Researchers in the Pochapsky, Petsko-Ringe and Agar labs at Brandeis participated in the study. Future work is aimed at understanding the function of this tetrameric form of the protein, with the hope of developing techniques to stabilize it and determine its function. For more information and interview with the authors, see the story at BrandeisNOW.


Sprout Grant Winners 2011

Entrepreneurship is alive and well at Brandeis.

Last week, fourteen teams of Brandeis scientists presented their research to a panel of industry experts to compete for funding from the Brandeis University Virtual Incubator Sprout Grant Program.  The Virtual Incubator seeks to nurture and support entrepreneurial scientists at Brandeis by providing education, mentoring, networking and seed grants to help move their discoveries from the laboratory to the market.

Judges were impressed by the team presentations. The teams ranged from biologists who have projects that could be ready for licensing as early as next year, to computer science / IT entrepreneurship students with a web application that already has 1200 users.

“We were overwhelmed by the phenomenal proposals we received” says Irene Abrams, Associate Provost for Innovation.  “The response was incredible – with only a few weeks notice, 23 teams applied for Sprout Grants and 14 presented their proposals to the panel of judges.  I was impressed by the level of creativity among the applicants, and by the hard work the teams put into the presentations.  We only had $50,000, so we had to turn down many excellent applications, which we would have funded if we had more money.”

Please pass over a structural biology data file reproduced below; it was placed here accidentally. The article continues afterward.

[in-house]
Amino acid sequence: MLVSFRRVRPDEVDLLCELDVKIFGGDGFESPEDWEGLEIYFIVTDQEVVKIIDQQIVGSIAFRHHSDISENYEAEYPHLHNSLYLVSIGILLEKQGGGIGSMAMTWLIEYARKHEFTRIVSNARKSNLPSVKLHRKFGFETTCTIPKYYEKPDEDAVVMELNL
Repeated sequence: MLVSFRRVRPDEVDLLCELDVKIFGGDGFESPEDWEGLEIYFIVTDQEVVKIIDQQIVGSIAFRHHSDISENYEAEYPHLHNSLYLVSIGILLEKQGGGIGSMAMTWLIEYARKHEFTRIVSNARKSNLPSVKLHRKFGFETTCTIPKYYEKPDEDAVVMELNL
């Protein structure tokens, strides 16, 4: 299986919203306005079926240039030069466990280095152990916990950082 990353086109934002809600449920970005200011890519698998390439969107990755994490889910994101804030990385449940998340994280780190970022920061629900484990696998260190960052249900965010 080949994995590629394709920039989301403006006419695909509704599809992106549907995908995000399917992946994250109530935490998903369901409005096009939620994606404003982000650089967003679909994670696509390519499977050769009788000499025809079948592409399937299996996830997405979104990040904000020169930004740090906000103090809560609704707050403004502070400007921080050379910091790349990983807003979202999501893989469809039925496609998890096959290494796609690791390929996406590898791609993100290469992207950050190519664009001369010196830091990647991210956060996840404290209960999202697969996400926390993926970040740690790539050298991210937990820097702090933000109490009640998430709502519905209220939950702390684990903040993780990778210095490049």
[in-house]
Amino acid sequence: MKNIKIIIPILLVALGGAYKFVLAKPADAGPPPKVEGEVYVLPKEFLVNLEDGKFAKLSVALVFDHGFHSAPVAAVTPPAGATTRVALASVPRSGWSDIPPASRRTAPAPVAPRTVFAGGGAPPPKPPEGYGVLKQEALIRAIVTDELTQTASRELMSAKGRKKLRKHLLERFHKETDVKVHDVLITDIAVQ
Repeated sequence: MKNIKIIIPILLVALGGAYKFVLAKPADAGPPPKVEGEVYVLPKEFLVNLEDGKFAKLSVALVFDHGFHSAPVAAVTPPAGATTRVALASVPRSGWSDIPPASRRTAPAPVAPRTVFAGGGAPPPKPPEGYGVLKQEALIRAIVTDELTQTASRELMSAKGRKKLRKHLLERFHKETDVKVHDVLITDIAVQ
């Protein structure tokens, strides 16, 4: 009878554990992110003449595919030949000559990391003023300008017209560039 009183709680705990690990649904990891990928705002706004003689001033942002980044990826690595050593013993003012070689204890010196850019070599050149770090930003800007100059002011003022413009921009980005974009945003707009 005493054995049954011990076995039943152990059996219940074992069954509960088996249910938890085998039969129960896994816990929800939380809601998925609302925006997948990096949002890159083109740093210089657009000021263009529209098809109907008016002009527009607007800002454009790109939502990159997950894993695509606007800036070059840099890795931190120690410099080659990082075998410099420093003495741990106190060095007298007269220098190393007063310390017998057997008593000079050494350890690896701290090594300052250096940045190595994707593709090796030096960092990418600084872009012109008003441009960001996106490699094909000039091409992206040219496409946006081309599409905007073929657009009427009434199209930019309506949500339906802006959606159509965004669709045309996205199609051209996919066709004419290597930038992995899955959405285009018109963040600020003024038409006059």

The 2011 winning projects are:

  • Generation Of A Rapid And Efficient Protein Knockout System, Lead Scientist:  Erin Jonasson (with Satoshi Yoshida)
  • Identification Of Molecules For Stabilizing DJ-1, A Protein Involved In Parkinson And Alzheimer Diseases. Lead Scientist: Joey Salisbury (with Brian Williams, Ala Nassar, Jeff Agar and Greg Petsko)
  • Targeting Oncogenic Ras For Protein Degradation, A Novel Approach To Therapy. Lead Scientist: Rory Coffey (with Marcus Long, Ruibao Ren, and Liz Hedstrom)
  • Identifying Pharmacological Chaperones that Promote Survival in Mouse Models of ALS, Lead Scientist: Jared Auclair (with Joey Salisbury, Dagmar Ringe, Greg Petsko, and Jeff Agar)
  • A Novel, Low Cost, Highly Sensitive Form Of Suppression PCR, Lead Scientist: Ken Sugino (with Sean O’Toole and Sacha Nelson)
  • Zen.Do, Team: Bill DeRusha, Joshua Silverman, Jason Urton (Computer Science)

see also: Brandeis NOW

Mapping hydrogens in chymotrypsin structures with neutron diffraction

In a new paper “Time-of-flight neutron diffraction study of bovine γ-chymotrypsin at the Protein Crystallography Station” published in this month’s edition of the journal Acta Cryst F, Biochemistry grad student Louis Lazar and co-workers from the Petsko-Ringe lab report progress on their project to determine exact hydrogen positions in proteins using neutron diffraction.

Neutron diffraction was chosen, as opposed to X-ray diffraction, because one can visualize hydrogen species directly using neutrons, while it is extremely difficult and in most cases impossible to do so using X-ray diffraction. They chose the protein γ-chymotrypsin in order to determine hydrogen positions, as it fills the necessary requirements to be suitable for a neutron diffraction experiment. These requirements include a very large crystal size (> 1 mm3), moderately sized unit cell axes (no dimension greater than 100 Å), and it must be very stable as well as well-characterized. γ-chymotrypsin is the stereotypical serine protease, cleaving C-terminal to aliphatic and aromatic residues and containing a catalytic triad of serine, histidine, and aspartate. This information on hydrogen placement can then be applied to improve computational methods in which said placement is paramount, such as molecular modeling and rational drug design.